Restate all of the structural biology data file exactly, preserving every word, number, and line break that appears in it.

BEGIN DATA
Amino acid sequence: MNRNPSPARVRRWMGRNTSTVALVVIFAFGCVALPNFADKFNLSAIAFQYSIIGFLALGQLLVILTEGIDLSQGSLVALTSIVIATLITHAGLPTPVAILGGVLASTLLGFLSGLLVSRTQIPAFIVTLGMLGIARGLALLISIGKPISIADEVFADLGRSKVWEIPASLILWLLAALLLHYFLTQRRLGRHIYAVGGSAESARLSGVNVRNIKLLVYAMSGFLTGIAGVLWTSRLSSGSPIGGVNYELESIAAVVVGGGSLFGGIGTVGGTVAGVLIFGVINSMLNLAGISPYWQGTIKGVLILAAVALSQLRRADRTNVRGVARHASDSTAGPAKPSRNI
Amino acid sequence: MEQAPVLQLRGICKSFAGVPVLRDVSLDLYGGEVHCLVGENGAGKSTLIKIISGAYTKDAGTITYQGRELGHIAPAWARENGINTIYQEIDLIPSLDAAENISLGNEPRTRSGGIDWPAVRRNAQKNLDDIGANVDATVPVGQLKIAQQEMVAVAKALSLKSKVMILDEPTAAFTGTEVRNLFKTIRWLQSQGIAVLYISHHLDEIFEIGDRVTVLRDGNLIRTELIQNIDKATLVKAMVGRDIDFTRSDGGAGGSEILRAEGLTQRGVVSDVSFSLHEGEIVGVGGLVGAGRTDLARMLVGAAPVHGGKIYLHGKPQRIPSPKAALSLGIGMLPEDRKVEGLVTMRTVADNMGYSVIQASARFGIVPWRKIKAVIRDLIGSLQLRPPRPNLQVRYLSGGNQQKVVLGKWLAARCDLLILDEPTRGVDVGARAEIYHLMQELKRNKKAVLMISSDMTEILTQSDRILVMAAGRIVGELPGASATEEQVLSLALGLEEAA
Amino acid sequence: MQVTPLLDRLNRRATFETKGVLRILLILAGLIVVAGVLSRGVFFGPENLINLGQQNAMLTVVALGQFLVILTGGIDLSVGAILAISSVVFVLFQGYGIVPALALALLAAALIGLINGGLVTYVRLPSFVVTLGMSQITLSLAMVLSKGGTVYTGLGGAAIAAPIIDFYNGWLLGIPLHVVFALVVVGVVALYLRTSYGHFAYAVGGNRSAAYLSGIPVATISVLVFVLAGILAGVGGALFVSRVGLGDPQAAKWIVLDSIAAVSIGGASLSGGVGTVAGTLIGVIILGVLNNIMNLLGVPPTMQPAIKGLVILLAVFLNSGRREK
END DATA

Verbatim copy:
Amino acid sequence: MNRNPSPARVRRWMGRNTSTVALVVIFAFGCVALPNFADKFNLSAIAFQYSIIGFLALGQLLVILTEGIDLSQGSLVALTSIVIATLITHAGLPTPVAILGGVLASTLLGFLSGLLVSRTQIPAFIVTLGMLGIARGLALLISIGKPISIADEVFADLGRSKVWEIPASLILWLLAALLLHYFLTQRRLGRHIYAVGGSAESARLSGVNVRNIKLLVYAMSGFLTGIAGVLWTSRLSSGSPIGGVNYELESIAAVVVGGGSLFGGIGTVGGTVAGVLIFGVINSMLNLAGISPYWQGTIKGVLILAAVALSQLRRADRTNVRGVARHASDSTAGPAKPSRNI
Amino acid sequence: MEQAPVLQLRGICKSFAGVPVLRDVSLDLYGGEVHCLVGENGAGKSTLIKIISGAYTKDAGTITYQGRELGHIAPAWARENGINTIYQEIDLIPSLDAAENISLGNEPRTRSGGIDWPAVRRNAQKNLDDIGANVDATVPVGQLKIAQQEMVAVAKALSLKSKVMILDEPTAAFTGTEVRNLFKTIRWLQSQGIAVLYISHHLDEIFEIGDRVTVLRDGNLIRTELIQNIDKATLVKAMVGRDIDFTRSDGGAGGSEILRAEGLTQRGVVSDVSFSLHEGEIVGVGGLVGAGRTDLARMLVGAAPVHGGKIYLHGKPQRIPSPKAALSLGIGMLPEDRKVEGLVTMRTVADNMGYSVIQASARFGIVPWRKIKAVIRDLIGSLQLRPPRPNLQVRYLSGGNQQKVVLGKWLAARCDLLILDEPTRGVDVGARAEIYHLMQELKRNKKAVLMISSDMTEILTQSDRILVMAAGRIVGELPGASATEEQVLSLALGLEEAA
Amino acid sequence: MQVTPLLDRLNRRATFETKGVLRILLILAGLIVVAGVLSRGVFFGPENLINLGQQNAMLTVVALGQFLVILTGGIDLSVGAILAISSVVFVLFQGYGIVPALALALLAAALIGLINGGLVTYVRLPSFVVTLGMSQITLSLAMVLSKGGTVYTGLGGAAIAAPIIDFYNGWLLGIPLHVVFALVVVGVVALYLRTSYGHFAYAVGGNRSAAYLSGIPVATISVLVFVLAGILAGVGGALFVSRVGLGDPQAAKWIVLDSIAAVSIGGASLSGGVGTVAGTLIGVIILGVLNNIMNLLGVPPTMQPAIKGLVILLAVFLNSGRREK